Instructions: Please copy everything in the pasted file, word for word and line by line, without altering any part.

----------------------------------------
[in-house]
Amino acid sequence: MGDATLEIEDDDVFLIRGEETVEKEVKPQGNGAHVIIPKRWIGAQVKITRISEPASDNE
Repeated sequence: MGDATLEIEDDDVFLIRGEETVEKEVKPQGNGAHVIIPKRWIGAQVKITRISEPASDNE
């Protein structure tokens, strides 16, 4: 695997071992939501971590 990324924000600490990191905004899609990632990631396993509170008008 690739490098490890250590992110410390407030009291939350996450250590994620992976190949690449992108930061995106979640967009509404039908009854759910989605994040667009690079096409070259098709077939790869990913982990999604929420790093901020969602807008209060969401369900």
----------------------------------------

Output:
[in-house]
Amino acid sequence: MGDATLEIEDDDVFLIRGEETVEKEVKPQGNGAHVIIPKRWIGAQVKITRISEPASDNE
Repeated sequence: MGDATLEIEDDDVFLIRGEETVEKEVKPQGNGAHVIIPKRWIGAQVKITRISEPASDNE
């Protein structure tokens, strides 16, 4: 695997071992939501971590 990324924000600490990191905004899609990632990631396993509170008008 690739490098490890250590992110410390407030009291939350996450250590994620992976190949690449992108930061995106979640967009509404039908009854759910989605994040667009690079096409070259098709077939790869990913982990999604929420790093901020969602807008209060969401369900």